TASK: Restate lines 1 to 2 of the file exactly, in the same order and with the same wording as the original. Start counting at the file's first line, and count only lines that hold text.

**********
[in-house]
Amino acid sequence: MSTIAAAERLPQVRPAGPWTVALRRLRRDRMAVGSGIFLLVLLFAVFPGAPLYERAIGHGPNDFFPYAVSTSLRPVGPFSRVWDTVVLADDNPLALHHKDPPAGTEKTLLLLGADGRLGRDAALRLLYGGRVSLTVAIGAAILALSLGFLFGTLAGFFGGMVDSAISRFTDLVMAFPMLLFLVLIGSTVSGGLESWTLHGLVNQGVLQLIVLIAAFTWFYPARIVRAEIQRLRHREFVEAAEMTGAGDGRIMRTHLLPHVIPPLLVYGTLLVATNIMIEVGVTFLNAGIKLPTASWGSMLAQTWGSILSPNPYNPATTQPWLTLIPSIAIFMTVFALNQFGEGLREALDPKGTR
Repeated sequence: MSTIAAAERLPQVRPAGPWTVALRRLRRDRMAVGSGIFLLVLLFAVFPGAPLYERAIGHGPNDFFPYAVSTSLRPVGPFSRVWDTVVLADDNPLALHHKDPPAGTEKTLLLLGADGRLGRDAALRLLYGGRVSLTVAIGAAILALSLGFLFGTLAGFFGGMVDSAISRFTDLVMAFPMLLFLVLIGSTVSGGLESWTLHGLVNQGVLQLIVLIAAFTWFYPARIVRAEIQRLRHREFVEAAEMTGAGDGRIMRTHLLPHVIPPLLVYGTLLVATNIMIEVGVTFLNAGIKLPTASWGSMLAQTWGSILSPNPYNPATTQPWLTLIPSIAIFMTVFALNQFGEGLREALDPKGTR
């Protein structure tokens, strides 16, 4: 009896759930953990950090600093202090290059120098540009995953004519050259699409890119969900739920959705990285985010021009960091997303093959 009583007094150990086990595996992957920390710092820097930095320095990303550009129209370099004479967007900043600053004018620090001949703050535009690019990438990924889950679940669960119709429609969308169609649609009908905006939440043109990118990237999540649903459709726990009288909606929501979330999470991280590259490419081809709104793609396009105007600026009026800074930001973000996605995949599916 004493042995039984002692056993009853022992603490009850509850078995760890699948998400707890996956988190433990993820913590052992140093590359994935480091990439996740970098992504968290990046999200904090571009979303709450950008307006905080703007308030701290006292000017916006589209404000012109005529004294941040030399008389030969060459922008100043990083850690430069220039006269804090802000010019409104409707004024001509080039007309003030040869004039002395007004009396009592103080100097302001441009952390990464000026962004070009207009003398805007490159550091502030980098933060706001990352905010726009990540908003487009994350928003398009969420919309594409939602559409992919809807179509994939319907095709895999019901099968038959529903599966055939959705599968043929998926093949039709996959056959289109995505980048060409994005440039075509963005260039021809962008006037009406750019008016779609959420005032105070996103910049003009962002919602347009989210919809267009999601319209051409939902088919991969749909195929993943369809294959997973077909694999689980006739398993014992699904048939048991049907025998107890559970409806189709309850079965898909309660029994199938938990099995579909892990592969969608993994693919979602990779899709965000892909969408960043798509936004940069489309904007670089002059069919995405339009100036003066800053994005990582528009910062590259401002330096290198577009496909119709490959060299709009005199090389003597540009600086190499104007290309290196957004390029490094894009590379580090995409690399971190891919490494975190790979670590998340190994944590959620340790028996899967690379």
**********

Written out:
[in-house]
Amino acid sequence: MSTIAAAERLPQVRPAGPWTVALRRLRRDRMAVGSGIFLLVLLFAVFPGAPLYERAIGHGPNDFFPYAVSTSLRPVGPFSRVWDTVVLADDNPLALHHKDPPAGTEKTLLLLGADGRLGRDAALRLLYGGRVSLTVAIGAAILALSLGFLFGTLAGFFGGMVDSAISRFTDLVMAFPMLLFLVLIGSTVSGGLESWTLHGLVNQGVLQLIVLIAAFTWFYPARIVRAEIQRLRHREFVEAAEMTGAGDGRIMRTHLLPHVIPPLLVYGTLLVATNIMIEVGVTFLNAGIKLPTASWGSMLAQTWGSILSPNPYNPATTQPWLTLIPSIAIFMTVFALNQFGEGLREALDPKGTR